FOR IMMEDIATE RELEASE: October 5th, 2017
First Nations organizing leads to TransCanada Ending Its East Energy East Pipeline and Eastern Mainline proposals.
Indigenous Climate Action and Indigenous Environmental Network respond to this decision and its impact on First Nations and Indigenous Peoples.
Edmonton, AB – Today, TransCanada has informed the Canadian National Energy Board that it will end its application for the contested Energy East pipeline and Eastern Mainline proposals.
The Calgary-based energy company was seeking approval of what was to be the longest tar sands oil pipeline in Canada, with a proposed carrying capacity of 1.1 million barrels of oil per day. Resistance to the pipeline project was lead by Indigenous peoples and First Nations from the Tar Sands region in Northern Alberta to Wolastoq territory in News Brunswick.
The following statement is from Eriel Deranger, Executive Director of the Indigenous Climate Action:
“As someone from the Tar Sands territory, I want to thank everyone who stepped up, stepped in and worked so hard to pave the way for the Indigenous Rights and climate justice narrative to permeate the discourse and debate on Energy East. My own community continues to experience the direct environmental, physical, spiritual and long term legacy of the industry. The Kinder Morgan TransMountain pipeline, and the KXL pipeline still loom overhead. The largest proposed Tar Sands Mine, Teck Frontier Mine, is awaiting approval in Alberta. We must celebrate this moment, but continue to collectively work together to challenge the systems that uphold these projects and ensure they are not duplicated as we develop a true just transition future, one that includes the recognition and valuation of human, environmental and rights of Indigenous peoples. ”
The following statement is from Wolastoq Grand Chief, Spasaqsit Possesom (Ron Tremblay), New Brunswick:
“As Wolastoq Grand Chief, this is exceptional news for Wolastoqey Nation. Our Wolastoq Homeland begins at the shores of the St. Lawrence seaway in what is known today as Quebec, through North-Western Maine and all the way down through the western part of New Brunswick to the Bay of Fundy where our river Wolastoq (St. John river) empties into the Atlantic Ocean.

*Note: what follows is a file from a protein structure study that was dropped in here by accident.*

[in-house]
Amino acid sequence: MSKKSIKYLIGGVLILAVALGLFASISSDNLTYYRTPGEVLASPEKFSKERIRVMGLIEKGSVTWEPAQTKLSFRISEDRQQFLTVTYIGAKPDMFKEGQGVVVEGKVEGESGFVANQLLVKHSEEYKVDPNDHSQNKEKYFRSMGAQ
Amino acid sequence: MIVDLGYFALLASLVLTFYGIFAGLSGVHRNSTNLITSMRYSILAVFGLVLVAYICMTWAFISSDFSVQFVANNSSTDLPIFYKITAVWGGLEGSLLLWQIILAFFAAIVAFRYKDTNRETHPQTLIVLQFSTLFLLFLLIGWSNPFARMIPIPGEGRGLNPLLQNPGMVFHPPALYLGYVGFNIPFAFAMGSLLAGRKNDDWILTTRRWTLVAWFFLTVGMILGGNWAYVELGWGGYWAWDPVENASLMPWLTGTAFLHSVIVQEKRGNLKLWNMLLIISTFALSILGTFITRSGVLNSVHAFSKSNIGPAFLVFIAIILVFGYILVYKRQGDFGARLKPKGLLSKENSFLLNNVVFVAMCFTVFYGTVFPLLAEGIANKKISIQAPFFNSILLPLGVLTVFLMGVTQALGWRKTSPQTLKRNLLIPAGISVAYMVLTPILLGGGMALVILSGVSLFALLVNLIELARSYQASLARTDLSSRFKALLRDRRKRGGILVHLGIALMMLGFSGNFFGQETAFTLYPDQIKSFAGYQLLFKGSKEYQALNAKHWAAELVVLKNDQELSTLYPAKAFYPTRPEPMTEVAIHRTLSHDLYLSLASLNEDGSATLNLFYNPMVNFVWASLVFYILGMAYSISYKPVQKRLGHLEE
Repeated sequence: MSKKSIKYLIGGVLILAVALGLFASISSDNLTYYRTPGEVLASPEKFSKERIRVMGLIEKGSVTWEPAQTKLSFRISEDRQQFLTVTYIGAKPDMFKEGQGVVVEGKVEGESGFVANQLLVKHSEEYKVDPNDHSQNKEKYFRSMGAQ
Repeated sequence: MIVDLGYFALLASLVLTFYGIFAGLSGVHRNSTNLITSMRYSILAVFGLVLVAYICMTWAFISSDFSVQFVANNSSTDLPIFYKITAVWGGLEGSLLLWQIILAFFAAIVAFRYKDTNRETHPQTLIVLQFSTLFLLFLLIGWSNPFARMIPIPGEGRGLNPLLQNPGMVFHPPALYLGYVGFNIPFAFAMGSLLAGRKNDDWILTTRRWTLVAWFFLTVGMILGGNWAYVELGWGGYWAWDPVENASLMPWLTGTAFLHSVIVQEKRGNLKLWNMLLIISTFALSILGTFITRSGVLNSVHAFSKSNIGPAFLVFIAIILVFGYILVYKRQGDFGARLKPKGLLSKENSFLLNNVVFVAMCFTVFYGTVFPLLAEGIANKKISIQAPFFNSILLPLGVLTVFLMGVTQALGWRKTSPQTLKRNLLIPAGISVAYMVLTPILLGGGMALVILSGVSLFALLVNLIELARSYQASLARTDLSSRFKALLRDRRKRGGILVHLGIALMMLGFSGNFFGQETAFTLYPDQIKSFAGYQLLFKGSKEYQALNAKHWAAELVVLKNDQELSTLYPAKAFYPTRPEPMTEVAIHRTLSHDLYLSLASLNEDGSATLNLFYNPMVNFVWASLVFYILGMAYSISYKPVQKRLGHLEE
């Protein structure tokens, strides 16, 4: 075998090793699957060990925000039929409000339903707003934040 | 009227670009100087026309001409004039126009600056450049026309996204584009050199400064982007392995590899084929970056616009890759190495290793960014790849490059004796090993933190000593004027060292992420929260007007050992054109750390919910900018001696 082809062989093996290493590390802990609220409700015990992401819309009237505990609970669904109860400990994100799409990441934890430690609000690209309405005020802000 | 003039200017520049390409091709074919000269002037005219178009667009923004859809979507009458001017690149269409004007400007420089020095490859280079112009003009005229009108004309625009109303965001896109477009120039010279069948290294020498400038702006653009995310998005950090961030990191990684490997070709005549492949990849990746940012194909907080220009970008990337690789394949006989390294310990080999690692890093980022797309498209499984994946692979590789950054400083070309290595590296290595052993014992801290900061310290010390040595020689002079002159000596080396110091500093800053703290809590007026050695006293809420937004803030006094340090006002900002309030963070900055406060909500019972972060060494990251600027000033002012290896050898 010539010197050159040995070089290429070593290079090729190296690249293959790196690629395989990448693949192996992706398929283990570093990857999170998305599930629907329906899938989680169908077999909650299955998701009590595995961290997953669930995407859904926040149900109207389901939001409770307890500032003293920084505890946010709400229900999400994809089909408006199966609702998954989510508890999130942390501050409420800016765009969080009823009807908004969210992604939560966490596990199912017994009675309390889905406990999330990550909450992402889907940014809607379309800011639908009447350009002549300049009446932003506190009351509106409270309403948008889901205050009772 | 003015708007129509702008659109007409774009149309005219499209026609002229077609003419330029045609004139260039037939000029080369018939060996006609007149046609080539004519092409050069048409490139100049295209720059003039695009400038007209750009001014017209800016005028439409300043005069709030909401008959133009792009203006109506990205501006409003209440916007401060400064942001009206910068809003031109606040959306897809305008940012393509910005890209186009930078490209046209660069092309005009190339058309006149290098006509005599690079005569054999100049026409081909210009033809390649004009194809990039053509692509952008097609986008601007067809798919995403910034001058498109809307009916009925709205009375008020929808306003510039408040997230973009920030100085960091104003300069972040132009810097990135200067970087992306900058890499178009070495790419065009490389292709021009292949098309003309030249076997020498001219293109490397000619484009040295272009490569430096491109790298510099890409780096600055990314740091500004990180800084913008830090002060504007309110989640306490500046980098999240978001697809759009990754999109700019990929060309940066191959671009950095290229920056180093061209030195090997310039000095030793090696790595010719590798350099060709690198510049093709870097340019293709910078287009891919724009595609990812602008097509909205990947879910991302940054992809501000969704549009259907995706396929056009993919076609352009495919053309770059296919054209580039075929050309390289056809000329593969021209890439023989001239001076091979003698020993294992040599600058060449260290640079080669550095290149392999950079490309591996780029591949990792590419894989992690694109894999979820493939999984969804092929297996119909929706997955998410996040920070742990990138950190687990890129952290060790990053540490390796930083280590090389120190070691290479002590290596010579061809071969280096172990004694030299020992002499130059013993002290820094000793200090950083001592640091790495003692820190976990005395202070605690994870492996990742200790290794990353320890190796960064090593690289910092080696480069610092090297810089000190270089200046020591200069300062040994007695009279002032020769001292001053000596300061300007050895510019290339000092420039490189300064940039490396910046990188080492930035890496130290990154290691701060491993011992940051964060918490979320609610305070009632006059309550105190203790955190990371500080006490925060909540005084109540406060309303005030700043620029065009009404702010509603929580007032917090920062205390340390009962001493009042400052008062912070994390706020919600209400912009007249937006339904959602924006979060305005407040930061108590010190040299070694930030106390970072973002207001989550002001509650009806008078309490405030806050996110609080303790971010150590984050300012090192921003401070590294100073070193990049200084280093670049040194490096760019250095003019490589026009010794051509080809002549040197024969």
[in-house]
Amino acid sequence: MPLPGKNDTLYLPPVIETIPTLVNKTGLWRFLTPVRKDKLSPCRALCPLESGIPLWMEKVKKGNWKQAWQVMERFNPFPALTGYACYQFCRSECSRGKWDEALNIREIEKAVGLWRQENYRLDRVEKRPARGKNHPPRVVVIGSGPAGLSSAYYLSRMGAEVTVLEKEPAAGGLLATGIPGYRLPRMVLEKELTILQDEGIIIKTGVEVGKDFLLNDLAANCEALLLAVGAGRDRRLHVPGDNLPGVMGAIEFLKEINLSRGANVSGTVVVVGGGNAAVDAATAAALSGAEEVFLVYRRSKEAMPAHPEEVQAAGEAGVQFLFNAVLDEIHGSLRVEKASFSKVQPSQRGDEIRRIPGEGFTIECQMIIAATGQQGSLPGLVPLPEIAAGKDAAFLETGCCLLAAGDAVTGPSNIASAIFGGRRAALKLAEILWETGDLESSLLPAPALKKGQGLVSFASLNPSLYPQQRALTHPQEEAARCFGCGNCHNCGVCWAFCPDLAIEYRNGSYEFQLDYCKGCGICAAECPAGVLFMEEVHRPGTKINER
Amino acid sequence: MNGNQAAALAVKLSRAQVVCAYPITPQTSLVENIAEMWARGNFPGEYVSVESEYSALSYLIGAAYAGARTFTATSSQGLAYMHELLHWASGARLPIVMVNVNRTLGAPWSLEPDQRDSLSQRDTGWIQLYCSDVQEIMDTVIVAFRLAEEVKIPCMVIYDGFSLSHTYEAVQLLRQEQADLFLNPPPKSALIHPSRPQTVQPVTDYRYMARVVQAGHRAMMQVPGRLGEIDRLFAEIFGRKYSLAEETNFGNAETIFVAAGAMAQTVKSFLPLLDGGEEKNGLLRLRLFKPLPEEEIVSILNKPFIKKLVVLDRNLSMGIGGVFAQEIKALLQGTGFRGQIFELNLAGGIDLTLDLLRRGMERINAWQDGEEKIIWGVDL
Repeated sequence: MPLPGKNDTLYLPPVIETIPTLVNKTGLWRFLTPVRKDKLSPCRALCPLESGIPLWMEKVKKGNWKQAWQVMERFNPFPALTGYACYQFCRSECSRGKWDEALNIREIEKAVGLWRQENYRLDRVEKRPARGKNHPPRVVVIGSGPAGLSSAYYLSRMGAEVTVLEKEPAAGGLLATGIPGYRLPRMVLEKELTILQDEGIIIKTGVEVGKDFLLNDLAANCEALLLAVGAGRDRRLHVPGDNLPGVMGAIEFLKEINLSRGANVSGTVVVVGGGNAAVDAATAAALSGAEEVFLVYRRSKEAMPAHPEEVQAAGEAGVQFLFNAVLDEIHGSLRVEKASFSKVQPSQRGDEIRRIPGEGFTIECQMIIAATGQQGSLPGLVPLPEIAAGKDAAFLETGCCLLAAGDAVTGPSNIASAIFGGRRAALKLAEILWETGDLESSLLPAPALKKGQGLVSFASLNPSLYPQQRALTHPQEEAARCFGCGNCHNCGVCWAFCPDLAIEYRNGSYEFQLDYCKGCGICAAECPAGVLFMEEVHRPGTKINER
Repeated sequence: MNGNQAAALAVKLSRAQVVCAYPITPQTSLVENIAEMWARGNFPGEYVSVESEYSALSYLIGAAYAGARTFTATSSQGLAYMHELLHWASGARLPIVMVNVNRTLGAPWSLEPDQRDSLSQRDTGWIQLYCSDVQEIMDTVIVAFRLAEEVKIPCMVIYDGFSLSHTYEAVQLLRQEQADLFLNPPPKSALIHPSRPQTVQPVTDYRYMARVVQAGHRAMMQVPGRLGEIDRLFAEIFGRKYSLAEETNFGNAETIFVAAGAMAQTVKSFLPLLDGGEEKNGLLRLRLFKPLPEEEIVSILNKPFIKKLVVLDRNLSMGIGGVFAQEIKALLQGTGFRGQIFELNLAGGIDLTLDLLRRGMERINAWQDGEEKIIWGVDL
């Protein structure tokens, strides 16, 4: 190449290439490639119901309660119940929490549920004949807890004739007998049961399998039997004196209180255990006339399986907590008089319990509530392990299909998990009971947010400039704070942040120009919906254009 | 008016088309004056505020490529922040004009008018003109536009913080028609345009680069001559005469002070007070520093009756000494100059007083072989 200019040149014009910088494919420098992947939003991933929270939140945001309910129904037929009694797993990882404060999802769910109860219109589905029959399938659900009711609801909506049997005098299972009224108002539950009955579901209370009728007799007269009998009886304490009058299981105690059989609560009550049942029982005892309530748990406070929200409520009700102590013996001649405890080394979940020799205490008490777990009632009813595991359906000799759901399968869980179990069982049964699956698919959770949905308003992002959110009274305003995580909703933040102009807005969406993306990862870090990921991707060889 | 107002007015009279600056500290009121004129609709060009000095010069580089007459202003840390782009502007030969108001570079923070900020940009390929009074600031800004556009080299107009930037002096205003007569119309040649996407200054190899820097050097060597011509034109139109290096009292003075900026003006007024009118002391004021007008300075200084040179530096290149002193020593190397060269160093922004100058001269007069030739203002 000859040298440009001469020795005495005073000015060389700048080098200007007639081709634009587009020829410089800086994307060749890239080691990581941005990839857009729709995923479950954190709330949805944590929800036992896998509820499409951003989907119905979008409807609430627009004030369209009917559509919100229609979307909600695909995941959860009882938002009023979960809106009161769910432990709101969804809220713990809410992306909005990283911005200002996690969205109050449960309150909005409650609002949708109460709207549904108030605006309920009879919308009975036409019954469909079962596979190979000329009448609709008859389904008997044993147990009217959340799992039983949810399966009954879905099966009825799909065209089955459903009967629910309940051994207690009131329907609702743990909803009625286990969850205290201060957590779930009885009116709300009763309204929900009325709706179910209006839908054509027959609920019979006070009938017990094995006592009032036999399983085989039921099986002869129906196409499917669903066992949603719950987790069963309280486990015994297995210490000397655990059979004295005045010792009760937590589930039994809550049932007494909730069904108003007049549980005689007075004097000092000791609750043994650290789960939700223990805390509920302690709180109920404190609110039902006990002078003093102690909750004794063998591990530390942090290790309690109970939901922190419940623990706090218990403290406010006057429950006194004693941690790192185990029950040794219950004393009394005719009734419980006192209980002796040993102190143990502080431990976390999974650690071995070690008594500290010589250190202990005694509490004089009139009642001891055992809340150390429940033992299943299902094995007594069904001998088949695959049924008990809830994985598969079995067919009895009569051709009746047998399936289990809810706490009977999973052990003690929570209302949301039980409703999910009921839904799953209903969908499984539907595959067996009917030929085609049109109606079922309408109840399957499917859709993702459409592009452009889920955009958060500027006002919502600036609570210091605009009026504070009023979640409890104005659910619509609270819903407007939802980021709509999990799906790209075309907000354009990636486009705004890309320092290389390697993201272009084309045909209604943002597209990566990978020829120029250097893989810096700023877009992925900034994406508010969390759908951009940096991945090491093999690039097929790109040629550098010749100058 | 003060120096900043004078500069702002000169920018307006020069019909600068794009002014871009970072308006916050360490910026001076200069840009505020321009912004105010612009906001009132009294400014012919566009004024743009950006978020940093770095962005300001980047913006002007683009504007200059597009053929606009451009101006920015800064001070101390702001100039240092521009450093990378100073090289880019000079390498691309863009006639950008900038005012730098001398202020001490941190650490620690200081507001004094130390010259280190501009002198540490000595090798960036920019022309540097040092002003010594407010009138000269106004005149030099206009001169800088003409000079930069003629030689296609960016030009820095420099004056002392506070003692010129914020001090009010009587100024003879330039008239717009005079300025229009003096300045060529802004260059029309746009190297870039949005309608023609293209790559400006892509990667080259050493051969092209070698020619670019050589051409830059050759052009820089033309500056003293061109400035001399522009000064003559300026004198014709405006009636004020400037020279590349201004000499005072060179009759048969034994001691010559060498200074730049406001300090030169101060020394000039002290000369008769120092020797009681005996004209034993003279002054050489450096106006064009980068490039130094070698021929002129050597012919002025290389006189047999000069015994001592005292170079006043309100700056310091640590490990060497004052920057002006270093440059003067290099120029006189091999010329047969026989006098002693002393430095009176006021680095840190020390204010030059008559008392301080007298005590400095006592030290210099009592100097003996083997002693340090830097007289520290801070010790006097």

Energy East Project was a major concern for the safety of our waterways, fish, vegetation, animals plus our people who reside next to the Wolastoq (St. John river).
Please recognize this is a partial victory. We can celebrate our success here in the east coast although we need not overlook our Indigenous Sisters and Brothers in the west coast who must deal with the Kinder Morgan Pipeline that was authorized by the Trudeau government. Here in Wolastoq Homeland, we will continue to support the western Indigenous Nations as they resist the Kinder Morgan Pipeline.”
The following statement is from Katsi’tsakwas Ellen Gabriel, Kanien’kehá:ka of Kanehsatà:ke, Land Defender and Human Rights Activist:
“This is a victory owed to all Indigenous peoples and civil society groups dedicated to a healthy and prosperous environment for present and future generations.
This should be seen not solely as a victory, but an opportunity to rethink capitalism and how sustainable energy is not only more economical, but creates a more promising legacy for present and future generations; a future in which it is clear that our human rights are interrelated and intertwined with the rights of Mother Earth and all our relations.”
The following statement is from Dallas Goldtooth, Keep It In The Ground Organizer of the Indigenous Environmental Network:
“This as a tremendous battle victory in the greater fight to keep fossil fuels in the ground and for climate justice for Indigenous nations. Today’s announcement supports the validity and strength of an Indigenous rights-based approach to win these battles. All along the Energy East pipeline route First Nations took a stand to defend their inherent rights, protect their water and Mother Earth and resist the colonial actions of Canada and its oil regime. This fight against TransCanada has always been about more than just a pipeline, it is also about deconstructing colonialism and building a better, more sustainable, and just society for the benefit of all living beings and future generations. As such, we fight on!”
Indigenous Climate Action (ICA) is a Canadian-based Indigenous-led initiative, represented through a coalition of individuals from different organisations, communities & regions. Our goal is to fill the gaps between lived experiences of Indigenous Peoples and policies and strategies being developed to address climate change.
The Indigenous Environmental Network is an international environmental justice nonprofit that works with tribal grassroots organizations to build the capacity of Indigenous communities. www.ienearth.org